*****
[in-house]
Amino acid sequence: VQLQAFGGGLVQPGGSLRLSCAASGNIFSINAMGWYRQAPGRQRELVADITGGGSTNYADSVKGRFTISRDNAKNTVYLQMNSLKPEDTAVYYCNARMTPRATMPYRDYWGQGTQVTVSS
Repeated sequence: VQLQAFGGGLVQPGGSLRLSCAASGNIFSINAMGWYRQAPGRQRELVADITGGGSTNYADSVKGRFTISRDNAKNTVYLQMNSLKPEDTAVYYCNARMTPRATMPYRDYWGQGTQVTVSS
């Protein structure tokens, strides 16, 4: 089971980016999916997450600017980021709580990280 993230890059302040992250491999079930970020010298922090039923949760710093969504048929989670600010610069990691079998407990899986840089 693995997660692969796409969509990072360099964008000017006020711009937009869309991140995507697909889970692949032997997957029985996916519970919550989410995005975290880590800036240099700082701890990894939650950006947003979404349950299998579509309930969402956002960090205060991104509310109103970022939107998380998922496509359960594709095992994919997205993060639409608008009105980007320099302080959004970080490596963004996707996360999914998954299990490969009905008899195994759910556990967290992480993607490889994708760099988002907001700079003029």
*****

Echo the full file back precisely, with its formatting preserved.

[in-house]
Amino acid sequence: VQLQAFGGGLVQPGGSLRLSCAASGNIFSINAMGWYRQAPGRQRELVADITGGGSTNYADSVKGRFTISRDNAKNTVYLQMNSLKPEDTAVYYCNARMTPRATMPYRDYWGQGTQVTVSS
Repeated sequence: VQLQAFGGGLVQPGGSLRLSCAASGNIFSINAMGWYRQAPGRQRELVADITGGGSTNYADSVKGRFTISRDNAKNTVYLQMNSLKPEDTAVYYCNARMTPRATMPYRDYWGQGTQVTVSS
């Protein structure tokens, strides 16, 4: 089971980016999916997450600017980021709580990280 993230890059302040992250491999079930970020010298922090039923949760710093969504048929989670600010610069990691079998407990899986840089 693995997660692969796409969509990072360099964008000017006020711009937009869309991140995507697909889970692949032997997957029985996916519970919550989410995005975290880590800036240099700082701890990894939650950006947003979404349950299998579509309930969402956002960090205060991104509310109103970022939107998380998922496509359960594709095992994919997205993060639409608008009105980007320099302080959004970080490596963004996707996360999914998954299990490969009905008899195994759910556990967290992480993607490889994708760099988002907001700079003029």